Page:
Well. We're in Guatemala. What else is there to say!
We had an eventful night steaming among several tonnes of drying clothes and motorbike gear. Our rooms smelled distinctly fragrant by morning time. Well, that's one word for it I guess.
Our tasks today were to find the vehicle customs so we could cancel the temporary importation certificates and have the $USD400 refunded from our bond. Then to cross out of Mexico. Then to enter into Guatemala. Pretty straightforward, wouldn't you think.
First we had to get out of Tapachula. It was a different day.
Nonetheless it was a difficult exit with lots of streets blocked off for repairs or still flooded from yesterday's downpour.
Finally we got out onto the motorway and off to Viva Mexico where we understood the special customs office to be. The turnoff was our first to Guatemala.
What we didn't realise was that the office we wanted was just past this sign and we turned left. We then mucked around for ages trying to find the office. Everyone we asked directed us to the border, of course not appreciating that it was the specific vehicle office that we needed. Finally we met a wonderful man who spoke excellent English and told us what we needed to do.
And of course, what we needed to do was to go all the way back to the turnoff. If the road had been in good condition, it would have been ok. But it was not. Huge potholes and long sections of very slushy gravel. After all we had had some rain the night before!
Eventually we found the correct place. Shirl took a few photos before a man with a gun told her that she was not allowed to.
In the end it was quite straightforward. The official took our papers, photographed the VINs and bang went the stamp on our papers. All we now if the refund please. Pretty please and thank you very muchly.
So back we went almost the whole way to the border crossing at Talisman. We had our passports stamped and tourist cards cancelled and then it was into Guatemala. By this time it was up to about 33C and that is hot. It was humid too. Firstly we were ambushed by the money changers. They offered us 2.5 quetzals to 19 Mexican pesos. Which we took. Silly us. By now we were surrounded by touts. There were two who had some kind of accreditation as immigration "consultants" and they followed us through the passport entry process and then the bike entry process. We got our entry stamps easy peasy but getting the bikes sorted was much more complicated. Copies of passport, driver's license, certificate of title and, amazingly, a photocopy of the Guatemalan stamp that we had just received in our passport.Then a police check, a blue sticker attached to the windscreen and we were set to go.
The touts (sorry, consultants) cost us about $NZD17 but in the end it was probably worth it. There were so many fish hooks that they resolved for us, including taking all the details of the bikes.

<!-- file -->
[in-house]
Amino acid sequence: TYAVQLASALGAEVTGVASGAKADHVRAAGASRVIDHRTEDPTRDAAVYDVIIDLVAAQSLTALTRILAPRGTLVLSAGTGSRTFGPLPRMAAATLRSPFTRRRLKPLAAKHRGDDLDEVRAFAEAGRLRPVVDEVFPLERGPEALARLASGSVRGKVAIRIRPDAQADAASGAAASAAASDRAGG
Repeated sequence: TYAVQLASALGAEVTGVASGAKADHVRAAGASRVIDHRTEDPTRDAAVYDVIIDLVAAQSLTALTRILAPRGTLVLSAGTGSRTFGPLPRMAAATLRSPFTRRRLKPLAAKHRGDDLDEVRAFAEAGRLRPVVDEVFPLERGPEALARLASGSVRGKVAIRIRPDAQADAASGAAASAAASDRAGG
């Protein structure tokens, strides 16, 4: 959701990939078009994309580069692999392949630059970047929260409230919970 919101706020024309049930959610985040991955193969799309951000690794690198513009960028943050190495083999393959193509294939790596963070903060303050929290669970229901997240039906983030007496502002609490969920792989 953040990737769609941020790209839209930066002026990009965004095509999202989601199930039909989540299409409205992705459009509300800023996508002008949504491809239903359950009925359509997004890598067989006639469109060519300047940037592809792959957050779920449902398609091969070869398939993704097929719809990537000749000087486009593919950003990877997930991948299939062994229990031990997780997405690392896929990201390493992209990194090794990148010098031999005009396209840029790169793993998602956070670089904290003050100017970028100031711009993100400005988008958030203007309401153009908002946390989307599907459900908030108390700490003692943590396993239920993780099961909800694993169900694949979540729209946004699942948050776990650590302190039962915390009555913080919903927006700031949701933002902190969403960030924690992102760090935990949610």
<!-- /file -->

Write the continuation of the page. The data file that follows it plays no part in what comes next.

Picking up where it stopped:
Meanwhile there was a swarming horde of little boys who wanted to "watch the motos" and, oh, while we're at it, why don't we polish your boots.
Finally we got away and off down a reasonable road despite the Guatemalan version of tope! We stopped along the way for lunch and Shirl got up close and personal with the chefs
while Diana got up close and personal with her son.
We found Highway 13 which we thought would take us to Tecan
Uman. Which it did. But then we couldn't find our way out again, until a nice gentleman on a scooter took pity on us and showed us the way out of town.
At this point I think we realised that the road out of town which we thought we wanted wasn't a road after all and we wound up going the way we had come. Plan B kicked into action and we headed of down the road that would take us to Guatemala City
Then at about 2.30pm we went past this rather nice looking hotel. Will we? Won't we? Will we? Won't we? Yes bugger it, we will. It has nice rooms, parking outside, wifi and a swimming pool. What more could you ask for.
So we had a swim and a shower and I replaced the blown headlight bulb on Ebony. I also went round with some told and checked the tightness of some bolts. We also used her as a clothes line.
At about that point the black clouds turned into a thunderstorm and we had another amazing display of lightning, thunder and heavy rain. Only this time, we were inside! Thank goodness for that.
So that's us for the day. A stressful day but ok in the end. And it's still raining! We'll be up at 5am in the morning to try and make up some ground we lost today. We still have to make the SteelRat by 11 October. Tomorrow, El Salvador. We hope.
Today's run: 160kms - just a guess really.
Cumulative: 23, 780kms
Tip overs: 3
Location:Somewhere in Guatemala